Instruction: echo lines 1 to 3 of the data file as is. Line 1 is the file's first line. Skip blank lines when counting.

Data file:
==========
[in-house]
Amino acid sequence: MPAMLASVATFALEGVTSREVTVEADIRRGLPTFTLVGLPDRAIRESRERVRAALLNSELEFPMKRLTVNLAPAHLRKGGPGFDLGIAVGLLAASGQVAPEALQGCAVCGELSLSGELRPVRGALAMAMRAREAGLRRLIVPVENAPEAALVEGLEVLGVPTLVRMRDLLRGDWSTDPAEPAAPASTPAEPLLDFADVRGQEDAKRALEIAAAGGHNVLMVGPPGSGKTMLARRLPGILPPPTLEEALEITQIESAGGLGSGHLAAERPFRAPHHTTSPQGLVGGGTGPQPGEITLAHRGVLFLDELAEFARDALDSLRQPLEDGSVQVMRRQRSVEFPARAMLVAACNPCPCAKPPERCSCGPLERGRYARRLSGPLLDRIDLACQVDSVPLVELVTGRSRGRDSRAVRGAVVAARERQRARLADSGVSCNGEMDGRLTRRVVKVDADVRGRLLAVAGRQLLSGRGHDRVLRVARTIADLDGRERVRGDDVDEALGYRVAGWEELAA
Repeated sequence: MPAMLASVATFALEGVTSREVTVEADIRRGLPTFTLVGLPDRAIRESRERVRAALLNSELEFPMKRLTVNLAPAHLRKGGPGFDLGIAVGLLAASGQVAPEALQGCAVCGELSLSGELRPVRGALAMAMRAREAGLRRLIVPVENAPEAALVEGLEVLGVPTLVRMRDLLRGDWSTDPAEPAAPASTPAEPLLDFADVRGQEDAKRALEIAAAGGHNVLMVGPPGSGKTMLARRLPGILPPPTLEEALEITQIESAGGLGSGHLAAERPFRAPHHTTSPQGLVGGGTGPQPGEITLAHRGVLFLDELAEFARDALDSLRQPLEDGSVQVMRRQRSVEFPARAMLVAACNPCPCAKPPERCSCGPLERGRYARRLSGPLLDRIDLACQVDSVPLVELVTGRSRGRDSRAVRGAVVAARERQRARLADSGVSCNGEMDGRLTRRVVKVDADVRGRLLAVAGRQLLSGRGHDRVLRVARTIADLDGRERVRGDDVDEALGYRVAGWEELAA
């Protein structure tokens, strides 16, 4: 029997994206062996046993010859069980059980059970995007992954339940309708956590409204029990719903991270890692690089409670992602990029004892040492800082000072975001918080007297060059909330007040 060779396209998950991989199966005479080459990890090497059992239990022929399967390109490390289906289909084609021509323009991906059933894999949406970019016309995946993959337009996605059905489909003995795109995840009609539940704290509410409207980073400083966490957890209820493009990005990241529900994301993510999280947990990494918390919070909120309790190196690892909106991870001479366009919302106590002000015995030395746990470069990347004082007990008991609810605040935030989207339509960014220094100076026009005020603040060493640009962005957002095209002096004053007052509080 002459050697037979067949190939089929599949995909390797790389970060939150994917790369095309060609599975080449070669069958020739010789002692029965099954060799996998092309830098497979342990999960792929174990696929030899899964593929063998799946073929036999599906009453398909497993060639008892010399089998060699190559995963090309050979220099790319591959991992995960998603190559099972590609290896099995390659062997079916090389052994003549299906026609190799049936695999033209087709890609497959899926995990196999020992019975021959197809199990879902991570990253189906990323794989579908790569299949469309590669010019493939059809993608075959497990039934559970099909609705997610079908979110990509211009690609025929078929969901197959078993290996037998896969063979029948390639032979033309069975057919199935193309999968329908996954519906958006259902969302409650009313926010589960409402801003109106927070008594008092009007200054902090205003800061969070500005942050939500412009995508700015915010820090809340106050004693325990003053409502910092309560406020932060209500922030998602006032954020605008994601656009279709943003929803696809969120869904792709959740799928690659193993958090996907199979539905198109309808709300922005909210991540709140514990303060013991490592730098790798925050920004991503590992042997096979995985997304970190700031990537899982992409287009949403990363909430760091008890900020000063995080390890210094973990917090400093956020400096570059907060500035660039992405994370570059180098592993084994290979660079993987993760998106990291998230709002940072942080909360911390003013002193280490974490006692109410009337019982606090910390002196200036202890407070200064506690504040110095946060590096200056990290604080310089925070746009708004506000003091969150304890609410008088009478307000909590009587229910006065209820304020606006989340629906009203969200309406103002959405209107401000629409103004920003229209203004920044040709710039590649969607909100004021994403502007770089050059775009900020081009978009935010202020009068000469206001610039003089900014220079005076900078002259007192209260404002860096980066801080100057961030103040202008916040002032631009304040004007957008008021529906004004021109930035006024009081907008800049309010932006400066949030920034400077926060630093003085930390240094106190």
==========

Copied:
[in-house]
Amino acid sequence: MPAMLASVATFALEGVTSREVTVEADIRRGLPTFTLVGLPDRAIRESRERVRAALLNSELEFPMKRLTVNLAPAHLRKGGPGFDLGIAVGLLAASGQVAPEALQGCAVCGELSLSGELRPVRGALAMAMRAREAGLRRLIVPVENAPEAALVEGLEVLGVPTLVRMRDLLRGDWSTDPAEPAAPASTPAEPLLDFADVRGQEDAKRALEIAAAGGHNVLMVGPPGSGKTMLARRLPGILPPPTLEEALEITQIESAGGLGSGHLAAERPFRAPHHTTSPQGLVGGGTGPQPGEITLAHRGVLFLDELAEFARDALDSLRQPLEDGSVQVMRRQRSVEFPARAMLVAACNPCPCAKPPERCSCGPLERGRYARRLSGPLLDRIDLACQVDSVPLVELVTGRSRGRDSRAVRGAVVAARERQRARLADSGVSCNGEMDGRLTRRVVKVDADVRGRLLAVAGRQLLSGRGHDRVLRVARTIADLDGRERVRGDDVDEALGYRVAGWEELAA
Repeated sequence: MPAMLASVATFALEGVTSREVTVEADIRRGLPTFTLVGLPDRAIRESRERVRAALLNSELEFPMKRLTVNLAPAHLRKGGPGFDLGIAVGLLAASGQVAPEALQGCAVCGELSLSGELRPVRGALAMAMRAREAGLRRLIVPVENAPEAALVEGLEVLGVPTLVRMRDLLRGDWSTDPAEPAAPASTPAEPLLDFADVRGQEDAKRALEIAAAGGHNVLMVGPPGSGKTMLARRLPGILPPPTLEEALEITQIESAGGLGSGHLAAERPFRAPHHTTSPQGLVGGGTGPQPGEITLAHRGVLFLDELAEFARDALDSLRQPLEDGSVQVMRRQRSVEFPARAMLVAACNPCPCAKPPERCSCGPLERGRYARRLSGPLLDRIDLACQVDSVPLVELVTGRSRGRDSRAVRGAVVAARERQRARLADSGVSCNGEMDGRLTRRVVKVDADVRGRLLAVAGRQLLSGRGHDRVLRVARTIADLDGRERVRGDDVDEALGYRVAGWEELAA